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The Collected Stories of Jack Williamson, Volume Six

Leigh Brackett

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Edmond Hamilton

Henry Kuttner
& C. L. Moore

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Jack Williamson

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Edited by
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Martian Quest:
The Early Brackett

Leigh Brackett
Introduction by Michael Moorcock
Cover art by Virgil Finlay
ISBN-10  1893887111
ISBN-13  9781893887114
504 pages Hardcover


Martian Quest: The Early Brackett is a collection of the twenty earliest stories by the undisputed "Queen of Space-Opera."

On a Venus that never was, on a Mars that can never be (but should have been), Leigh Brackett’s early stories laid the foundation for her later classic adventures, The Sword of Rhiannon, The Nemesis from Terra, and the "Eric John Stark" series.

Other stories in this collection draw inspiration from such diverse sources as the lost-race novels of H. Rider Haggard, the lush fantasies of A. Merritt, and the planetary romances of Edgar Rice Burroughs. With an appreciation for Raymond Chandler and James M. Cain, Brackett’s prose is a unique display of vigorous swashbuckling adventure tempered with a harsh, hard-boiled economy.

Martian Quest: The Early Brackett
also features a revealing introduction by acclaimed author Michael Moorcock, recipient of the World Fantasy Award for Lifetime Achievement.

Table of Contents

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Table of Contents
"Queen of the Martian Mysteries" by Michael Moorcock
"Martian Quest"  (Astounding Stories, Feb '40)
"The Treasure of Ptakuth"  (Astounding Stories, Apr '40)
"The Tapestry Gate"  (Strange Stories, Aug '40)
"The Stellar Legion"  (Planet Stories, Win '40)
"The Demons of Darkside"  (Startling Stories, Jan '41)
"Water Pirate"  (Super Science Stories, Jan '41)
"Interplanetary Reporter"  (Startling Stories, May '41)
"The Dragon-Queen of Venus"  (Planet Stories, Sum '41)
"Lord of the Earthquake"  (Science Fiction, Jun '41)
"No Man’s Land in Space"  (Amazing Stories, Jul '41)
"A World is Born"  (Comet, Jul '41)
"Retreat to the Stars"  (Planet Stories, Nov '41)
"Child of the Green Light"  (Super Science Stories, Feb '42)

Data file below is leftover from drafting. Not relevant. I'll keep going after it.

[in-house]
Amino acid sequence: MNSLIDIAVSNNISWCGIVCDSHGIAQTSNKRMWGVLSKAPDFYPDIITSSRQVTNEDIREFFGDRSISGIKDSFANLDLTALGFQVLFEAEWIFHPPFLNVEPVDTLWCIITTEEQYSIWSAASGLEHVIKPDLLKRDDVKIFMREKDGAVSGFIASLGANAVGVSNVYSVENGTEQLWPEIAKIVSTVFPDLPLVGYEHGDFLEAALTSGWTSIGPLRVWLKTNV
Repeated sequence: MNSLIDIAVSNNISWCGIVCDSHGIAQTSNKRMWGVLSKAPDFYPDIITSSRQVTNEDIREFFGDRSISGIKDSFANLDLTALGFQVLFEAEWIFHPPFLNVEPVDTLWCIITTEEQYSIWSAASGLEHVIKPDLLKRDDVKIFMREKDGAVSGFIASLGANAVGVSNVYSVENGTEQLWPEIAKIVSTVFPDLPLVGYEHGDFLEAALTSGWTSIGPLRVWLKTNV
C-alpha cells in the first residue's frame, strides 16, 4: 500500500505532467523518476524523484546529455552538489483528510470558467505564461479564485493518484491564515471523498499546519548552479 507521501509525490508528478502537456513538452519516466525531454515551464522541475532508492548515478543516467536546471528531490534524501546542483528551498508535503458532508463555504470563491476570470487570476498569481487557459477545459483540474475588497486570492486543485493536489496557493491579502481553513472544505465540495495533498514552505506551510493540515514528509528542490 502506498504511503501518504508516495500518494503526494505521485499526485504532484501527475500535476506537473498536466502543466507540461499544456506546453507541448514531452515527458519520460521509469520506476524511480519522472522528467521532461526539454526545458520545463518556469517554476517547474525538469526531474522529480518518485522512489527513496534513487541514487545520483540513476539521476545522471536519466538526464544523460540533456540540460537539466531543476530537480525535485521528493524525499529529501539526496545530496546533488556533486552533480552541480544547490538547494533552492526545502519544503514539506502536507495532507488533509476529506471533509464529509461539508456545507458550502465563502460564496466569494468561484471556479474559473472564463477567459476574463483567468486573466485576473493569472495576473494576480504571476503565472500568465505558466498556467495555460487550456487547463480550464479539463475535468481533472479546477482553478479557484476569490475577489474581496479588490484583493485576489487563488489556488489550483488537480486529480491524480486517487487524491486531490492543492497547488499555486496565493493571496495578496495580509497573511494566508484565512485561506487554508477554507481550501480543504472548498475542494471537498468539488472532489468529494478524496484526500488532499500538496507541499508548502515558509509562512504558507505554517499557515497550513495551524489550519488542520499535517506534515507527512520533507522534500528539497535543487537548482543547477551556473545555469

"The Sorcerer of Rhiannon"  (Astounding Stories, Feb '42)
"Child of the Sun"  (Astonishing Stories, Spr '42)
"Out of the Sea"  (
Astonishing Stories, Jun '42)
"Cube from Space"  (
Super Science Stories, Aug '42)
"Outpost on Io"  (Planet Stories, Win '42)
"The Halfling"  (Astonishing Stories, Feb '43)
"The Citadel of Lost Ships"  (Planet Stories, Mar '43)
Meet the Author­­ by Leigh Bracket
(Amazing Stories, Jul '41)

". . . Brackett's tone derives more from the noir writers than from her fellow SF authors. Life is hard, brutal and treacherous, and demands constant alertness and ingenuity from those who wish to survive. And although she uses stock landscapes, there is always a wealth of sensual details—sweat down a spacesuit's collar; the hot control handles of a ship close to the sun—to render everything vivid. Finally, her pacing is relentless. She starts each story with a bang and never lets up. Combine all these skills and predispositions into one package and you are talking about a writer who simply imprinted her forceful style and worldview onto everything she wrote . . . This volume should be an essential part of every hardcore SF reader's collection.
     —Paul di Filippo, Science Fiction Weekly

". . . Brackett's first sale, "Martian Quest," was to John Campbell at Astounding. That story and nineteen others published over the next three years in such pulps as Planet Stories, Startling Stories, Amazing Stories and Super Science Stories, 478 pages of them, are collected in Martian Quest: The Early Brackett from Haffner Press. As with many true originals, much of Brackett's work, for all its seeming diversity--hardboiled, standard mystery, Westerns, high fantasy, science fiction—falls in a remarkably straight line. Here in Martian Quest are adumbrated the themes and preoccupations she'll fulfill in later work: the creation of an entire world in precis, details forthcoming. Here, too, is clear demonstration of the power, the narrative inertia that once set in motion cannot be stopped, and the genius for description that will forever be her hallmarks and heritage . . . I grew up on stories by Brackett, Kuttner, Sturgeon, and their contemporaries, moving pretty much in a straight line from pabulum to solid food to science fiction. Reading Brackett's earliest work again after all these years reminds me of the early hold science fiction had on me and causes me to consider how deeply not only my taste in literature but my very view of the world was formed by science fiction. The stories in Martian Quest and I are of an age. I limp. They don't."
     —James Sallis, Magazine of Fantasy and Science Fiction

". . . To read Brackett's classic space operas is to return to the mind-set of a simpler time . . . facing the dry winds of her ancient Mars and negotiating the wild marshlands of her emollient Venus is also to breathe a particulary pure air, original, unrecycled . . . Loners in desert and jungle outposts, filled with regret and an evanescent cynicism, in time provoked into resistance by inhuman invaders of fascist tyrants: Bogart in the Martian city of Barrakesh instead of mundane Casablanca: this is the pristine article. With extraordinary precision, if no especial gift for plotting, Brackett captured a late-imperial mood of simultaneous ennui and idealism; the tales in Martian Quest are absolute distillations of that mood, not a word wasted."
     —Nick Gevers, Locus


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